Jennie reminded me of the words of the youngest noble prize winner, Malala.
. . . ‘let us wage a global struggle against illiteracy, poverty and terrorism and let us pick up our books and pens. They are our most powerful weapons. One child, one teacher, one pen and one book can change the world. Education is the only solution.’
(Below is Jennie Orchard’s complete interview about her work with Room to Read)
It is now getting on for 10 years since I first heard about Room to Read, a global non-profit which is committed to literacy and gender equality through education. I first became interested because I had strong connections with a number of the countries where Room to Read works – my husband had lived and worked in Laos and we had married there; my father had lived for a while in India; and we had travelled with our sons in Nepal, Cambodia and Vietnam.
My first responsibility as a volunteer was to co-chair the Students Helping Students program in Hong Kong, where we were living at the time. This role gave me the opportunity to learn more about the organisation and, a couple of years later, when we were returning to live in Sydney, I was asked to think about establishing the fundraising presence in Australia. This turned out to be a far greater responsibility than I had envisaged and for the next four or five years, I invested very long hours, working with a team of volunteers to launch Room to Read’s Sydney chapter, later helping to build other chapters around the country and in New Zealand, eventually becoming the inaugural Development Director Australasia. In mid-2012, we returned to live in Hong Kong and I resigned from this position. I now focus on building connections with writers, publishers, literary festivals and conferences. We have around 25 writers and journalists promoting the organisation in various ways in Australia and we are starting to build this initiative across Room to Read’s global chapter network. There are volunteer chapters in more than 50 cities around the world.
I have remained involved with Room to Read because I am passionate about its twin ‘pillars of emphasis’, literacy and girls’ education. Having a publishing background myself, I have always understood the importance of books and reading. Room to Read is making it possible for children in the most inaccessible and impoverished communities to learn to read, empowering them to break the cycle of poverty that has imposed such limitations upon their parents and grandparents. It is so exciting to witness the transformative power of education for individuals, for families and for whole communities. As Malala has said . . . ‘let us wage a global struggle against illiteracy, poverty and terrorism and let us pick up our books and pens. They are our most powerful weapons. On child, one teacher, one pen and one book can change the world. Education is the only solution.’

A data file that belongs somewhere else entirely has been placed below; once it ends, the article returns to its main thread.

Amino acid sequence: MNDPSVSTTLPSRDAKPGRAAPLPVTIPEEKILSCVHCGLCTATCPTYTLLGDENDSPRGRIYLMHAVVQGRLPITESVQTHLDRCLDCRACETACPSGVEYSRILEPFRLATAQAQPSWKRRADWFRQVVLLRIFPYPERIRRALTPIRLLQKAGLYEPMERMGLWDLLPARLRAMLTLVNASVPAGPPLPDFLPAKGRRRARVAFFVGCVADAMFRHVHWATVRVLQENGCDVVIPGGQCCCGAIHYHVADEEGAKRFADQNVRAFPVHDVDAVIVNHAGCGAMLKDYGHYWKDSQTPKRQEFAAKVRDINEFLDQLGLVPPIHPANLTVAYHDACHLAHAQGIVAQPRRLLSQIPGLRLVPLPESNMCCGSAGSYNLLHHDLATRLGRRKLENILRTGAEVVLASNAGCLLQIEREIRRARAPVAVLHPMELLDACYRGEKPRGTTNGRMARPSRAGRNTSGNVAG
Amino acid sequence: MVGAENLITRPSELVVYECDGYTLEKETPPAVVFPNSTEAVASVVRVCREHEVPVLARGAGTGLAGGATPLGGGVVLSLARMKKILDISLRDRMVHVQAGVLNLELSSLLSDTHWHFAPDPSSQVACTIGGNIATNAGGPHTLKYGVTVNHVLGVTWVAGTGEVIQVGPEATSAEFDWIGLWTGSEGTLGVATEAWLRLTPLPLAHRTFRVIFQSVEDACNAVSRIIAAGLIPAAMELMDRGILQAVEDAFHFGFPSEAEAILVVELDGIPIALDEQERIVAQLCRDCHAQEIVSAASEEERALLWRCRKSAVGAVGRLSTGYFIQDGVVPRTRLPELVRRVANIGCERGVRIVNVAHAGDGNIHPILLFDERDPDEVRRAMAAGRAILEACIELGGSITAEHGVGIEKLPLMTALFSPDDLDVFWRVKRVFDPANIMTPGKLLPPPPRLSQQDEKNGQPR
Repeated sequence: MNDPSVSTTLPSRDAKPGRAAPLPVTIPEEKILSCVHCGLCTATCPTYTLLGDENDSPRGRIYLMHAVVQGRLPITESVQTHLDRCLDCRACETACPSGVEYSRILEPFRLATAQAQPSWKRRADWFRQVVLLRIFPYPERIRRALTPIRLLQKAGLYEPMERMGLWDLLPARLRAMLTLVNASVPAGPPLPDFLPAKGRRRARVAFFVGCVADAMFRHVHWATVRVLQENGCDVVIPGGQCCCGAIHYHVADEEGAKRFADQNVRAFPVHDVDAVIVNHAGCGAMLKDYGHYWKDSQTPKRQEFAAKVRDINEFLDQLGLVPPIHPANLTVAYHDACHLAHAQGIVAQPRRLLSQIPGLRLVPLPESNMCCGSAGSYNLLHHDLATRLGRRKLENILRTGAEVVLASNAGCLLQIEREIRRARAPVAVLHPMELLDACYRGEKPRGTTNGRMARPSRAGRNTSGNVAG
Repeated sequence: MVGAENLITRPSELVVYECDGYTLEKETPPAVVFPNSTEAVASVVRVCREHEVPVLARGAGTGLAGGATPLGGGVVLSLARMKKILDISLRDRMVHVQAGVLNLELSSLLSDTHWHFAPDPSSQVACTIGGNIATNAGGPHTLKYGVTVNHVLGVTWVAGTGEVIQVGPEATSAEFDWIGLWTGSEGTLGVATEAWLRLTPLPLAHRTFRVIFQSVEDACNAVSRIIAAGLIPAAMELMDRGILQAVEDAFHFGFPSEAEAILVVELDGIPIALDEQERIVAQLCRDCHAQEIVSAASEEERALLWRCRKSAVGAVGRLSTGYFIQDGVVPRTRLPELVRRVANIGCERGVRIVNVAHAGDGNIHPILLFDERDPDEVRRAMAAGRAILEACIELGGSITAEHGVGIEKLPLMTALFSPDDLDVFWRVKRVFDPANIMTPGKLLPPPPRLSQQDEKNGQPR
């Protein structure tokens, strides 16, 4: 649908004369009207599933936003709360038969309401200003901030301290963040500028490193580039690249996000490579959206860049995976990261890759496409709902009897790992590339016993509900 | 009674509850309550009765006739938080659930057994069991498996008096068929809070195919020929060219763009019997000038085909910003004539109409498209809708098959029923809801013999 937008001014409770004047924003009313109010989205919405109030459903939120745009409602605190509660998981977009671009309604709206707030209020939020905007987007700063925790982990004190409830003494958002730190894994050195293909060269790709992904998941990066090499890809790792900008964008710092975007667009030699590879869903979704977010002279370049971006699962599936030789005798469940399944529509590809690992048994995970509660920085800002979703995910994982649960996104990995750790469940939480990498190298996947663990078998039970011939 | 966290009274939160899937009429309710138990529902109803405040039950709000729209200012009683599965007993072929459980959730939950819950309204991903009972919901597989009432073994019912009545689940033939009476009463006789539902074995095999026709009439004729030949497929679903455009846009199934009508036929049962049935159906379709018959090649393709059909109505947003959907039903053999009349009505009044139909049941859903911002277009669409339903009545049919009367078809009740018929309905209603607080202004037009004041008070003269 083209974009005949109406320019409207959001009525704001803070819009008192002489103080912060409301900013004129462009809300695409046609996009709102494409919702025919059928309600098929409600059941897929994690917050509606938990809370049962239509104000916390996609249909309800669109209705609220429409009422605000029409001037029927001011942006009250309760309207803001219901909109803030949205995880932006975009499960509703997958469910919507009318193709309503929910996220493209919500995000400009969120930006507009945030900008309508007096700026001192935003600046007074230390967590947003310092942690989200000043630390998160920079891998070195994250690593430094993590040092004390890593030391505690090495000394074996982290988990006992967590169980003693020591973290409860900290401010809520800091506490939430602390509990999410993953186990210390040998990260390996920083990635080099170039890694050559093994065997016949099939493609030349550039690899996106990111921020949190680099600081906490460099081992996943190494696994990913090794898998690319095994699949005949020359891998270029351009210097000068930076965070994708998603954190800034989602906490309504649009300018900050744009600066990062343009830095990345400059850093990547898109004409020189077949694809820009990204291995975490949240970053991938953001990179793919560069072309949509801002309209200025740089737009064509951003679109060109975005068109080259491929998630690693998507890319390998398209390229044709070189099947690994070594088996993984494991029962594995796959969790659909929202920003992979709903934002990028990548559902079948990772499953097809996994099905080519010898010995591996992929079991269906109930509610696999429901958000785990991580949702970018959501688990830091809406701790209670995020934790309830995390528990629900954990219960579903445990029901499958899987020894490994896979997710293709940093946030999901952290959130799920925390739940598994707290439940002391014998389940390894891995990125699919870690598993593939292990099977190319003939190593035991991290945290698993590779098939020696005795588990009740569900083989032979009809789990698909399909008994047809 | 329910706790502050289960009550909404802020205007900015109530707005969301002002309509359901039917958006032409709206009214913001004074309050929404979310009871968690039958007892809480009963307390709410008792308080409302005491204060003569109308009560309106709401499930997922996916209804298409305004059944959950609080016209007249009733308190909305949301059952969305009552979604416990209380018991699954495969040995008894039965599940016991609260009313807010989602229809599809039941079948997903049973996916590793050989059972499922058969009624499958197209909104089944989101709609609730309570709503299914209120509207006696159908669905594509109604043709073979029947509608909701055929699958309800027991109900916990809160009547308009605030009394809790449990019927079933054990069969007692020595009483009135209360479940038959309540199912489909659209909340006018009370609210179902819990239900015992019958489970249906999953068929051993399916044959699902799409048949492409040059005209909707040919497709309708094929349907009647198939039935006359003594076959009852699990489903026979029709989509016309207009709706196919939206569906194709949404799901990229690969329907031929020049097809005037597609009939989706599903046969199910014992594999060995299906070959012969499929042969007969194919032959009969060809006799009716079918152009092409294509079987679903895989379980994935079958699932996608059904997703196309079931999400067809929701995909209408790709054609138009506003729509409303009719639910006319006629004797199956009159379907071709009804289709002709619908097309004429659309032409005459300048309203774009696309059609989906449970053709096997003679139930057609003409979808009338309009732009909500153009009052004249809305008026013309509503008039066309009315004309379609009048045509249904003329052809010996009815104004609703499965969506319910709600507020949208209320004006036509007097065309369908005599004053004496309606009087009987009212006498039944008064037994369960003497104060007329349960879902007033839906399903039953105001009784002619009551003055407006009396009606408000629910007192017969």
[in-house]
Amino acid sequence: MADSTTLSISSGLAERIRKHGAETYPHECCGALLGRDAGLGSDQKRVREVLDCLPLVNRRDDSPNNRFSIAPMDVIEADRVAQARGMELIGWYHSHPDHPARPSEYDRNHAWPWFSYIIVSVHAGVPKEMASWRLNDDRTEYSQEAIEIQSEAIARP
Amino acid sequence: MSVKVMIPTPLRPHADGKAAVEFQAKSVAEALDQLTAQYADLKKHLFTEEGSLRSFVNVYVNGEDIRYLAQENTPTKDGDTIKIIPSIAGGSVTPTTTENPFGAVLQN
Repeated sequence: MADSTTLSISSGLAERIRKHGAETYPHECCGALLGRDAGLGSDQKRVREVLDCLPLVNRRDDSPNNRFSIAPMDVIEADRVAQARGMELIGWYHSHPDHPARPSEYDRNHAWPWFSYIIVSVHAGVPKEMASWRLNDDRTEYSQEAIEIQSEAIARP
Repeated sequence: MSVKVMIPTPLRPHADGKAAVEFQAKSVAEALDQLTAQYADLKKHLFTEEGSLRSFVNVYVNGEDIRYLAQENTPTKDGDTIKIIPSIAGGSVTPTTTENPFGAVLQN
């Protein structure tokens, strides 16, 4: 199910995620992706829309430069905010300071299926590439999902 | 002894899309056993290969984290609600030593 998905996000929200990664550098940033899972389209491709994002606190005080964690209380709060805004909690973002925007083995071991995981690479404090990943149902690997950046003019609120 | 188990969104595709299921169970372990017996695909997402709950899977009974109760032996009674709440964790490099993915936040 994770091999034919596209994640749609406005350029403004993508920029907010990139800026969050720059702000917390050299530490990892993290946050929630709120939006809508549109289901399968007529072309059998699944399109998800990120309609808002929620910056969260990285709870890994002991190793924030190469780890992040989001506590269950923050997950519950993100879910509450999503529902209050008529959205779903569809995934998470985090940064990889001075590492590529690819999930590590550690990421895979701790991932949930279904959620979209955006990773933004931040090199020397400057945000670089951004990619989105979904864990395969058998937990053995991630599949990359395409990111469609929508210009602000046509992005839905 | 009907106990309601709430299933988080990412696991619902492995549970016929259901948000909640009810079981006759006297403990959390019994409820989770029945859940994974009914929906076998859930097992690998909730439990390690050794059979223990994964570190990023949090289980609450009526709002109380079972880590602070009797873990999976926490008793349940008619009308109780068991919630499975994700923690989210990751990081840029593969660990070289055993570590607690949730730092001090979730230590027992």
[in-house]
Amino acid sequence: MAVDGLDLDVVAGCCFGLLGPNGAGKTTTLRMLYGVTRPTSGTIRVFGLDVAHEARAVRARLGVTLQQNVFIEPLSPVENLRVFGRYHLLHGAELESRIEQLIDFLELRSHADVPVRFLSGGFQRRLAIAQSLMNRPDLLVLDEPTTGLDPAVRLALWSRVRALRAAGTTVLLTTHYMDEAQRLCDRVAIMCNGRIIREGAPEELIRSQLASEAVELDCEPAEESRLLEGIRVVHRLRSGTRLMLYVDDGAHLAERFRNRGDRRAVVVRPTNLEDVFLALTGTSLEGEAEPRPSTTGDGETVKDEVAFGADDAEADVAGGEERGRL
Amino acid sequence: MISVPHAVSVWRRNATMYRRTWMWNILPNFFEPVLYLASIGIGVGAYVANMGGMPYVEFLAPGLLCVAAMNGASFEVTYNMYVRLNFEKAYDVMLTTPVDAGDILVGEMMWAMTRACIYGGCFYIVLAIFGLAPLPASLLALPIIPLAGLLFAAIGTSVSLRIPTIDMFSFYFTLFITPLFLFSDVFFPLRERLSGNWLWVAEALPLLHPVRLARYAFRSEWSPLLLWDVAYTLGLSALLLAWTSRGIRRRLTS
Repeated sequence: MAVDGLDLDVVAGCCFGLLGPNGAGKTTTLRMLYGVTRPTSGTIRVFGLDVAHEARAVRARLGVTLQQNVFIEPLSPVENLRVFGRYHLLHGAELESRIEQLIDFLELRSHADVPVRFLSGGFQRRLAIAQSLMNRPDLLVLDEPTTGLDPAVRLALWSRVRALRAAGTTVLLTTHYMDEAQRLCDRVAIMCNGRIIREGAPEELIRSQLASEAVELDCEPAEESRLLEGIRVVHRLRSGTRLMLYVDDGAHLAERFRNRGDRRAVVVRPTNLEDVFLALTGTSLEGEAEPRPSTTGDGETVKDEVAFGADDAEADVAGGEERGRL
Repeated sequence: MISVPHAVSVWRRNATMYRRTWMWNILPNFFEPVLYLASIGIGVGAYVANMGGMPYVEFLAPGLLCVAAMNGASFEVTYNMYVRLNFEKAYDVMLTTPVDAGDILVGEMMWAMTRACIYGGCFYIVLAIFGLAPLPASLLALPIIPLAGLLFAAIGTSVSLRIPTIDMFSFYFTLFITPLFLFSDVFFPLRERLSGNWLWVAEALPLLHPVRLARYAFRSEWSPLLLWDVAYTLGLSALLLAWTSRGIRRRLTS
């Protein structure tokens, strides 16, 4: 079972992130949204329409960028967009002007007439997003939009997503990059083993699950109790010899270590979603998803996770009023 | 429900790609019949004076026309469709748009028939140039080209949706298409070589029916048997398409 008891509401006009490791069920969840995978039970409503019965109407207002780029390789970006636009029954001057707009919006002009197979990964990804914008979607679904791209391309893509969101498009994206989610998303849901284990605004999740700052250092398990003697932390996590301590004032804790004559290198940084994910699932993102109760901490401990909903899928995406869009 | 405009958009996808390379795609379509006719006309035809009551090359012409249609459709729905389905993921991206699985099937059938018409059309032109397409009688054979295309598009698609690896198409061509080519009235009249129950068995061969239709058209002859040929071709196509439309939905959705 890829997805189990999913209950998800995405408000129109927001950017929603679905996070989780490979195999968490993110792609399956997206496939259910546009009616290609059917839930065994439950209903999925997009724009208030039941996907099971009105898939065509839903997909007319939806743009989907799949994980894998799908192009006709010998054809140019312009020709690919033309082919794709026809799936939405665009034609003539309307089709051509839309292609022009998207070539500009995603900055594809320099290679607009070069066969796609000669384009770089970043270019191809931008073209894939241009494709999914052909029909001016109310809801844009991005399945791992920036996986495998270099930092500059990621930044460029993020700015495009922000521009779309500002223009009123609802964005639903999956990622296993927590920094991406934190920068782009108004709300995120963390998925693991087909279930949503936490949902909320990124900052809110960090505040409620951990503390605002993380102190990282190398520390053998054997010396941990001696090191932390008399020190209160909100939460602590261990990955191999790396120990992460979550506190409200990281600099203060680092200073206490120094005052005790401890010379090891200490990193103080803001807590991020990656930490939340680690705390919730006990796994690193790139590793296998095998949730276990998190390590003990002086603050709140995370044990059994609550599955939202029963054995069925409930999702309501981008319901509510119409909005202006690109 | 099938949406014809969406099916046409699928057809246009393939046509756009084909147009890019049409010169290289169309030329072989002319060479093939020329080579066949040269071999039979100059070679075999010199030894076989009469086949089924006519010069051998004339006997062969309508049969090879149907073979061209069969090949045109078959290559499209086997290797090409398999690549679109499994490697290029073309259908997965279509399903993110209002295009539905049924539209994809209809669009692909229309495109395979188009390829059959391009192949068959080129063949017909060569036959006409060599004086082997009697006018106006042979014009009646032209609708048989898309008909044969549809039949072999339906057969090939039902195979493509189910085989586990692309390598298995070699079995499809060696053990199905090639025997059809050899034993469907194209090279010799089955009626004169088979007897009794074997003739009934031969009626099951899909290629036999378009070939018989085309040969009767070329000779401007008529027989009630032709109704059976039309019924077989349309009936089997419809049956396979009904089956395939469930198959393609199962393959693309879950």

Gender equality is also vitally important in today’s world. Girls’ education has been described by Kofi Annan, former UN Secretary General, as the most effective tool for development. Room to Read has now educated more than 28,000 girls, providing them not only with academic and material support but also health education and life skills such as critical thinking and communication, understanding their rights.
Room to Read is working in 10 developing countries in Asia and Africa, building schools, establishing libraries, publishing children’s books in local languages, developing and delivering literacy programs, and educating girls. Founded in 2000, the results over the past 15 years have been quite phenomenal. In 2015 the organisation will reach its 10 millionth child, this being the goal that was originally set for 2020. John Wood and Erin Ganju, the Founders of Room to Read, both come from high-flying corporate backgrounds and apply their exceptional business acumen to every aspect of the organisation. The results have attracted extensive support from corporates and individuals around the globe.
Room to Read has been extremely well-received in Australia, with around $10m raised in the first five years of operation. Even though we’re not running programs in Australia, people understand the importance of educating young people in developing countries, particularly those in the Asia-Pacific region. This also makes economic sense, given that the populations of countries such as India, Sri Lanka and Vietnam are potential customers for Australian goods. There is also a strong connection between education and global security.
We are always looking for more support – for donors, obviously, but also volunteers to become involved with our chapters in Sydney, Brisbane, Melbourne, Canberra and Perth. If people are interested in learning more about Room to Read, I suggest subscribing to the newsletter for global updates (https://www.roomtoread.org/joinus). For local information, take a look at the information about Room to Read in Australia (http://www.roomtoread.org/Australasia) and get in touch with your local chapter. You can also follow the organisation on Twitter or Facebook.